Immune Boosters for Kids
As any parent knows, children tend to get ill far more frequently than adults. Indeed, it has been suggested that young children on average suffer from the common cold some six to eight times a year.
Almost as bad, parents of young children also tend to see more than their fair share of illness when compared to individuals without children. It seems that sick children can quickly lead to sick parents.
Keeping your child's immune system firing on all cylinders therefore makes a lot of sense for parent and child alike.
But what sort of immune boosters really work for toddlers and young children?
Why Do Children Get Ill So Often?
The human immune system is a hugely complex system, with all manner of different cells and nutrients involved in the fight against disease.
Experts tend to divide the immune system into two categories; innate and adaptive immunity. As the names suggest, the first stage of immunity is inbuilt, while the second is “learned” over time in response to pathogens.
In most cases, a child that has been exposed to specific bacteria or viruses will build up antibodies to fight the infection. Should the child become infected again it will already benefit from a degree of immunity, allowing a faster attack to be raised. This, in turn, helps to explain why children can be so prone to infections; their immune system simply hasn't had as much time as yours to build up this cocktail of antibodies.
Of course, this is just part of the problem. Another reason why toddlers and young children can get ill so frequently is that they tend to be quite fussy eaters. It's no secret that fruits and vegetables are full of immune boosting elements, but many younger children avoid eating such foods wherever possible.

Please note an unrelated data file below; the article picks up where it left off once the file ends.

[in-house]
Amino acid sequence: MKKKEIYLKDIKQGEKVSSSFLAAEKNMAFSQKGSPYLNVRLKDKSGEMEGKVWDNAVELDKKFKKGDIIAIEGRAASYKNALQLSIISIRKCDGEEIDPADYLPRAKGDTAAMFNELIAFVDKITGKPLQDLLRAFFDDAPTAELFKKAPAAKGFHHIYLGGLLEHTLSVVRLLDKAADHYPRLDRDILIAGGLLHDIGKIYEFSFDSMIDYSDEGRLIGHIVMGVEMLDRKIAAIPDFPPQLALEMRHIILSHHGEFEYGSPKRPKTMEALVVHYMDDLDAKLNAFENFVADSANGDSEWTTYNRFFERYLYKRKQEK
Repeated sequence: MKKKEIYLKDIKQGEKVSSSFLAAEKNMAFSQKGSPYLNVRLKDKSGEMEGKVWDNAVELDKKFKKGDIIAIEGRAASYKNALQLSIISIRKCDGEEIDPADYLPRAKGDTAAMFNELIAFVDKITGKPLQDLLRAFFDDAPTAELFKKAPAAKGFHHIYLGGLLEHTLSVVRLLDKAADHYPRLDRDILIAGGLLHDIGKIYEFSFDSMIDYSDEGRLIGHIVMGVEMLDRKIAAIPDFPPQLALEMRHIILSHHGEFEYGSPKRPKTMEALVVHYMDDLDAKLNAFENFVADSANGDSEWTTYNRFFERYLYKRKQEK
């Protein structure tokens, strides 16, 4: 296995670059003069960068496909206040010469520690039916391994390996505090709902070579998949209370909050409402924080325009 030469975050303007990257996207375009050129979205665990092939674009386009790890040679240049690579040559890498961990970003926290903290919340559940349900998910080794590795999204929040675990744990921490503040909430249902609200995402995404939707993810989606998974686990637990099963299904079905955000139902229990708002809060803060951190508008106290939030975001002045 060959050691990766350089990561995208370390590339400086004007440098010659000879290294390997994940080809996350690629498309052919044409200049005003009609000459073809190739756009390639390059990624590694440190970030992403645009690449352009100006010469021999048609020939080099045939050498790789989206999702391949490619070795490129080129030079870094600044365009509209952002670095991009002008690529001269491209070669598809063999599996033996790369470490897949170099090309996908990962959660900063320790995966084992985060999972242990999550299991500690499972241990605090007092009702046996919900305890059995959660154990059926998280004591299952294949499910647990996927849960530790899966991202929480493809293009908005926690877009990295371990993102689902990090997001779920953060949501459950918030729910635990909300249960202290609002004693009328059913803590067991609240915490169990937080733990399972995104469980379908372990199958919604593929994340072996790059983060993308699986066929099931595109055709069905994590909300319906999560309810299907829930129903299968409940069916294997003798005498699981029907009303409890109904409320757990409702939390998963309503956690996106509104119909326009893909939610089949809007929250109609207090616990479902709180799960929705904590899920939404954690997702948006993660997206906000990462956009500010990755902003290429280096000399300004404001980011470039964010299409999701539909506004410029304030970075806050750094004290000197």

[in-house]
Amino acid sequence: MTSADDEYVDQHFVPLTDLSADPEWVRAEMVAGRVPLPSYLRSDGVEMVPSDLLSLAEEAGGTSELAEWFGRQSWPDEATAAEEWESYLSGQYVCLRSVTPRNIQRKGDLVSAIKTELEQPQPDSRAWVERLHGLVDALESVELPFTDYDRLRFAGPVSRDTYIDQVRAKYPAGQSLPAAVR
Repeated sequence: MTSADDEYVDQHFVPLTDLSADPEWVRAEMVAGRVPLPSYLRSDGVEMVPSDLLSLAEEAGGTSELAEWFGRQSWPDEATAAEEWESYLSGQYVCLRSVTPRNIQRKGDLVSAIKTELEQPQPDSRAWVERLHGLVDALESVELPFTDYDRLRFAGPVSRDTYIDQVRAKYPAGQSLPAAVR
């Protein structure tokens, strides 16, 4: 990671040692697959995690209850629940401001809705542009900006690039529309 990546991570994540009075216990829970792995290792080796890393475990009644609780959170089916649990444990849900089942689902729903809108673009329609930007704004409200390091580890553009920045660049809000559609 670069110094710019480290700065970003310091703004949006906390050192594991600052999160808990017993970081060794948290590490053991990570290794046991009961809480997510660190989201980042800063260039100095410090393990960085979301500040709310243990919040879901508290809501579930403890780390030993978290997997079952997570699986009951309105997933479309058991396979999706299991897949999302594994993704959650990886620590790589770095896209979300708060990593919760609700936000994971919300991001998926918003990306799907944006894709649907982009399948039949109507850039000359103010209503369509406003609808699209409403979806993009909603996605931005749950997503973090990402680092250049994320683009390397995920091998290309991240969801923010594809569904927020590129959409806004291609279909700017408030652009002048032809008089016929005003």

As a result, they may not get the full complement of vitamins, minerals and other micronutrients needed to support an efficient immune system. Fortunately, both these elements provide direction as to how parents can support a healthy immune system in their children.
Let's take a closer look at some of the more effective immune boosters for children…
Immune Boosters for Children
A Balanced Diet of Fruits & Vegetables
A balanced diet can offer the extra protection your child needs to stay free from colds and flu. Many fruits and vegetables contain vitamin C and carotenoids, which have been found to support healthy immune function and response by increasing the body's production of infection-fighting white blood cells.
Additionally, many plant-based foods are rich in antioxidants which help to protect the body from the dangers of free radicals.
To maintain a healthy immune system, try to get your child to eat at least 5 portions of fruit and vegetables each day. For parents of fussy toddlers it may be necessary to experiment with different types of food, how it is prepared and presented in order to make these foods as appealing as possible.
Also, avoid sugary foods as much as possible. Sugar lowers the immune system and leaves the body vulnerable to attack from viruses and infections. It is also vital that your child drinks plenty of fluids, preferably water. However, try to avoid drinks high in sugar and artificial sweeteners.
Get the Right Vitamins
A number of different vitamins are known to have a direct impact on the immune system. Just a few of these include vitamins A, B6, B12, C, D and E. All of these, with the exception of vitamin C, are also required for the healthy production of antibodies - the infection-fighting proteins found in the body.
Mucous membranes line many parts of the body which may come into contact with pathogens, such as inside the nose, mouth and gut. In many ways they are the first line of defense, keeping harmful micro-organisms outside the body. Like other parts of the body, however, these cells are continually being replenished.
Experts have found that a vitamin A deficiency prevents the normal regeneration of these cells. It has also been shown to reduce antibody-mediated responses in the body. In other words, vitamin A plays many roles in a healthy immune system.
An interesting study on the role of vitamin A on the immune systems of children gave them either a daily vitamin A supplement or a placebo. Children were then monitored for illness for a period of 11 months. The experts found that children receiving the supplement were almost 20% less likely to suffer from respiratory illness or allergies.
Of course, this is just one of many vitamins that play a role in the immune system. While a balanced diet that is rich in fruits and vegetables is the ideal immune booster for your child, encouraging toddlers to eat many vegetables can be fraught with difficulty.